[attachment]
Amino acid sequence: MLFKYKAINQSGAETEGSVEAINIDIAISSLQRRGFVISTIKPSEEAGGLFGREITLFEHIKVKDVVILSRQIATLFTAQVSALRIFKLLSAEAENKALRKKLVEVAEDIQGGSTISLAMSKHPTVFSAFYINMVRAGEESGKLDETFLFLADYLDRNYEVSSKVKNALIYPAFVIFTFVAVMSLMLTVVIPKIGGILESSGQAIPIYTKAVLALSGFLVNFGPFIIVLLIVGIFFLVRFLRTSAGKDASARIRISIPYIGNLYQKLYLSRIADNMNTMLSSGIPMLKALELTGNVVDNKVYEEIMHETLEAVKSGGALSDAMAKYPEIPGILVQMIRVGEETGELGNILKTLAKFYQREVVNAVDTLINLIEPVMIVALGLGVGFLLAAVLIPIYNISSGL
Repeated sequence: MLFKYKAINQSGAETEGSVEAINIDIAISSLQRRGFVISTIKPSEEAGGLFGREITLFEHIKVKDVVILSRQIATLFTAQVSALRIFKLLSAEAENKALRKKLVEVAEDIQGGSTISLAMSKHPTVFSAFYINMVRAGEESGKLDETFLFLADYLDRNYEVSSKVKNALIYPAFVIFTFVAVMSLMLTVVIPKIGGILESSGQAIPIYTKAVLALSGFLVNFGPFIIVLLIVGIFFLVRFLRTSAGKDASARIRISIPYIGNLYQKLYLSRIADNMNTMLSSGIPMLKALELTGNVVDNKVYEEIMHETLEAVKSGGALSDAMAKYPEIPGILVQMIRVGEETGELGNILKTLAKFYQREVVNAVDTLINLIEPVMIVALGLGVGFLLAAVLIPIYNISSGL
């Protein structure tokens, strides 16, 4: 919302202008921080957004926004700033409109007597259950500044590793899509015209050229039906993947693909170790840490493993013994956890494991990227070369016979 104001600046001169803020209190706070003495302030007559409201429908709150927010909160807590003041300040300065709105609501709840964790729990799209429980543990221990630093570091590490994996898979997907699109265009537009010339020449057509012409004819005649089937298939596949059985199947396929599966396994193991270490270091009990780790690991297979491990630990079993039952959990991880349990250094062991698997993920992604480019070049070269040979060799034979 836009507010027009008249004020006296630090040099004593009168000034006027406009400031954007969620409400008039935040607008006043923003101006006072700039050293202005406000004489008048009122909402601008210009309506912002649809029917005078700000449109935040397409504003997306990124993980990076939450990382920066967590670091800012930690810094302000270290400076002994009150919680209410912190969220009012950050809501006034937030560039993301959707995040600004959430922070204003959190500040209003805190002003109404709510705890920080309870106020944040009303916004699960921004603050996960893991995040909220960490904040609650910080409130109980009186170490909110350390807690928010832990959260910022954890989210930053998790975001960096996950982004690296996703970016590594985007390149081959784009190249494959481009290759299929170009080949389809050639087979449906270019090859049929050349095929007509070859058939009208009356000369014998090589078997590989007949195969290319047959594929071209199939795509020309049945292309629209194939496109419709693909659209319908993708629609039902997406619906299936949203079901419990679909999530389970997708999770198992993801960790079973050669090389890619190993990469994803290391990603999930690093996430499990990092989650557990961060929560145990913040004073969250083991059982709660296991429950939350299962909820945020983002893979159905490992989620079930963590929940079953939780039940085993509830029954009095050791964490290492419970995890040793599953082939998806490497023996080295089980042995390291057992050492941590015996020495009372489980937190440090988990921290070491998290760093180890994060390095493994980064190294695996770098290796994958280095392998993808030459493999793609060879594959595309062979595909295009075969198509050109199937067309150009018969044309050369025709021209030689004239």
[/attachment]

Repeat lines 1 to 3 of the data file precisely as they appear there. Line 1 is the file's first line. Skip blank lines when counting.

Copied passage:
Amino acid sequence: MLFKYKAINQSGAETEGSVEAINIDIAISSLQRRGFVISTIKPSEEAGGLFGREITLFEHIKVKDVVILSRQIATLFTAQVSALRIFKLLSAEAENKALRKKLVEVAEDIQGGSTISLAMSKHPTVFSAFYINMVRAGEESGKLDETFLFLADYLDRNYEVSSKVKNALIYPAFVIFTFVAVMSLMLTVVIPKIGGILESSGQAIPIYTKAVLALSGFLVNFGPFIIVLLIVGIFFLVRFLRTSAGKDASARIRISIPYIGNLYQKLYLSRIADNMNTMLSSGIPMLKALELTGNVVDNKVYEEIMHETLEAVKSGGALSDAMAKYPEIPGILVQMIRVGEETGELGNILKTLAKFYQREVVNAVDTLINLIEPVMIVALGLGVGFLLAAVLIPIYNISSGL
Repeated sequence: MLFKYKAINQSGAETEGSVEAINIDIAISSLQRRGFVISTIKPSEEAGGLFGREITLFEHIKVKDVVILSRQIATLFTAQVSALRIFKLLSAEAENKALRKKLVEVAEDIQGGSTISLAMSKHPTVFSAFYINMVRAGEESGKLDETFLFLADYLDRNYEVSSKVKNALIYPAFVIFTFVAVMSLMLTVVIPKIGGILESSGQAIPIYTKAVLALSGFLVNFGPFIIVLLIVGIFFLVRFLRTSAGKDASARIRISIPYIGNLYQKLYLSRIADNMNTMLSSGIPMLKALELTGNVVDNKVYEEIMHETLEAVKSGGALSDAMAKYPEIPGILVQMIRVGEETGELGNILKTLAKFYQREVVNAVDTLINLIEPVMIVALGLGVGFLLAAVLIPIYNISSGL
């Protein structure tokens, strides 16, 4: 919302202008921080957004926004700033409109007597259950500044590793899509015209050229039906993947693909170790840490493993013994956890494991990227070369016979 104001600046001169803020209190706070003495302030007559409201429908709150927010909160807590003041300040300065709105609501709840964790729990799209429980543990221990630093570091590490994996898979997907699109265009537009010339020449057509012409004819005649089937298939596949059985199947396929599966396994193991270490270091009990780790690991297979491990630990079993039952959990991880349990250094062991698997993920992604480019070049070269040979060799034979 836009507010027009008249004020006296630090040099004593009168000034006027406009400031954007969620409400008039935040607008006043923003101006006072700039050293202005406000004489008048009122909402601008210009309506912002649809029917005078700000449109935040397409504003997306990124993980990076939450990382920066967590670091800012930690810094302000270290400076002994009150919680209410912190969220009012950050809501006034937030560039993301959707995040600004959430922070204003959190500040209003805190002003109404709510705890920080309870106020944040009303916004699960921004603050996960893991995040909220960490904040609650910080409130109980009186170490909110350390807690928010832990959260910022954890989210930053998790975001960096996950982004690296996703970016590594985007390149081959784009190249494959481009290759299929170009080949389809050639087979449906270019090859049929050349095929007509070859058939009208009356000369014998090589078997590989007949195969290319047959594929071209199939795509020309049945292309629209194939496109419709693909659209319908993708629609039902997406619906299936949203079901419990679909999530389970997708999770198992993801960790079973050669090389890619190993990469994803290391990603999930690093996430499990990092989650557990961060929560145990913040004073969250083991059982709660296991429950939350299962909820945020983002893979159905490992989620079930963590929940079953939780039940085993509830029954009095050791964490290492419970995890040793599953082939998806490497023996080295089980042995390291057992050492941590015996020495009372489980937190440090988990921290070491998290760093180890994060390095493994980064190294695996770098290796994958280095392998993808030459493999793609060879594959595309062979595909295009075969198509050109199937067309150009018969044309050369025709021209030689004239």